Back in late 2016, upon starting the third season of developer Telltale’s take on The Walking Dead, I thought we’d seen every possible zombie movie cliché covered in the previous two games. A slightly different route was taken with this one, though. The ballsy move to go with a brand new cast of characters, focusing on former pro baseball player Javi Garcia and his makeshift family, was appreciated. Yet, as The Walking Dead: A New Frontier drew to a close, I realised that aforementioned move was itself ballsed up. Superfluous flashbacks involving a series stalwart, a disappointing crescendo to a love triangle, and an excruciatingly annoying child with terribly delivered dialogue hammered home that fact. This third season had moments of intrigue, especially in the middle, but Telltale’s refusal leave the past behind them makes A New Frontier feel like an ironic subtitle.

Clementine has grown up before our eyes; across all three seasons, she’s matured from girl to slightly older girl. She’s witnessed some big influences on her youth die as the world turns to shit, but she must still wrap her head around things like getting her period (which leads to one of the better interactions in the season between her and Javi). While her appearances are more sporadic in certain episodes, it feels like there’s a reliance on Clementine in this season when the story of the Garcia family would’ve been better off without her — she’s a redundant reminder of what’s come before.I say that because Clem’s playable sections in TWD: A New Frontier come in the form of flashbacks, meaning a life-threatening decision in the past has no bearing on the present when you know she’s still mowing down Walkers at every turn. It’s not that this more grizzled version of Clementine isn’t a well crafted and well rounded character; she just feels like a holdover — The Who’s fourth farewell tour. And Javi Garcia is a good enough frontman on his own without Clem on backing vocals. 

Javi is a disgraced sports celebrity that’s trying to make good and, alongside his sister-in-law Kate, look after his brother’s family after the zombie apocalypse. He obviously falls for Kate. When it’s revealed that his brother David is still alive at the end of episode two, all you’re waiting for is the Eastenders drum fill. While the first season of The Walking Dead told a parental tale and the second centred on the series’ heroine in a new group, an undead Jeremy Kyle narrative involving brothers who’ve never gotten along is compelling. At the beginning of each episode we get welcome insight into David and Javi’s relationship prior to the outbreak, showing us that the two have never truly gotten on. And that’s understandable: David is a prick. Although he does test your nerves, you’re presented with some tough choices that ask you whether you love the family you were born with more than the family you’ve chosen. The payoff to this season-long drama is massively disappointing, which negatively affects the enthralling build-up.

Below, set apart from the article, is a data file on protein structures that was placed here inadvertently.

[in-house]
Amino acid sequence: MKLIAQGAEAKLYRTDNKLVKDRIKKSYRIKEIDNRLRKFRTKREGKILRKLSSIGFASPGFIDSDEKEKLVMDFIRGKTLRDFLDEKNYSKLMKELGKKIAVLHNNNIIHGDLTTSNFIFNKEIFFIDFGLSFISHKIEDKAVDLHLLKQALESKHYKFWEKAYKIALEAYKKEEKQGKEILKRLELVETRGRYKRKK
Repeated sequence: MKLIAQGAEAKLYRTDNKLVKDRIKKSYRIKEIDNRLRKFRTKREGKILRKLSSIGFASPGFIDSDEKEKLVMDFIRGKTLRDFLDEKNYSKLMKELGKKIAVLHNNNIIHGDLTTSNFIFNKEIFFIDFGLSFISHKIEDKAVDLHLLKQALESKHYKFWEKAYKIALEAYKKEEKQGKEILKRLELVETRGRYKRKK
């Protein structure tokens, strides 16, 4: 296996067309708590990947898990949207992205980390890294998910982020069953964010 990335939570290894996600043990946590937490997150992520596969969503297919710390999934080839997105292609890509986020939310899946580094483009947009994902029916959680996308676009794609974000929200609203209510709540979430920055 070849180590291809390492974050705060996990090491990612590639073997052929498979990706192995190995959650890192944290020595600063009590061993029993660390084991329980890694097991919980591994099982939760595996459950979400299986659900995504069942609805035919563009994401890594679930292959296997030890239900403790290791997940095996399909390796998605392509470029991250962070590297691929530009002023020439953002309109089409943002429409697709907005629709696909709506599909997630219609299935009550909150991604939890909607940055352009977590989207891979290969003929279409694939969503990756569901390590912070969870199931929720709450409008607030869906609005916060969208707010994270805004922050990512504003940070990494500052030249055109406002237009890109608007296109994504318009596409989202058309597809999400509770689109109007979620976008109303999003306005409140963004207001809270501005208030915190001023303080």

A number of the secondary characters are lacklustre throughout, too. Sure, the viking-looking Tripp and Christ-like Jesus are pretty believable, but their commendable additions are overshadowed by unconvincing delivery from a doctor you encounter called Eleanor, and the stock villain of the nice-at-first-but-actually-bastards New Frontier Joan. But my God, Gabe is the real issue. David’s biological son, who has become your pseudo-child, is one of the most annoying characters from all three seasons. In episode four Gabe and Javi’s relationship is explored fully, and, as well as that, Gabe’s ability to be an utter nuisance. Yeah, some of his actions and words may be similar to what a teenager might utter in a similar situation, but it’s his singular, irritating tone that’s the problem. I can only imagine listening to him is what a gearbox must feel like when a learner driver is trying to change from second to third. His incompetence is mind-bogglingly infuriating, too. And as Javi, you’re acting father to Kate’s children, so wishing death upon them probably isn’t the desired reaction, I’d imagine. 

Technically, Telltale has struggled in previous TWD outings with poor loading times, character animations — the lot, basically. Here, while not perfect, it’s a marked improvement. Characters still sometimes appear to be puppets when they’re walking from place-to-place, but they do look prettier than they have before when doing so. Lighting is far better than it’s been in other seasons, exhibited wonderfully in episode three while Kate is lying in a hospital bed and the sun is beaming onto Javi’s face through the half shut blinds. Telltale has also almost done away with making you walk about an area in search of a solution to a puzzle, as it occurs less and less as the season progresses. Instead, we get a more filmic presentation, where the spotlight is on dialogue choices and building relationships with characters — what drew people to the series in the first place. Even though there are narrative missteps, the direction here is definitely the right one.

Will there be another season of The Walking Dead? Of course. Why? I’m not sure. As players, we’ve made all the possible decisions, and have seen them nullified shortly afterwards. Telltale took a different approach to the zombie story with A New Frontier, and at points, I thought it might come good. But at the end of the day, there’s always a dodgy group of people who’ll turn their backs on you, highlighting the fact that people are the real monsters. I know. We’ve done this a few times already, and I think I’ve had my fill.

Developer: Telltale Games

Publisher: Telltale Games

Available on: PC [reviewed on], PlayStation 4, Xbox One, iOS, Android

Release date: December 20, 2016 - May 30, 2017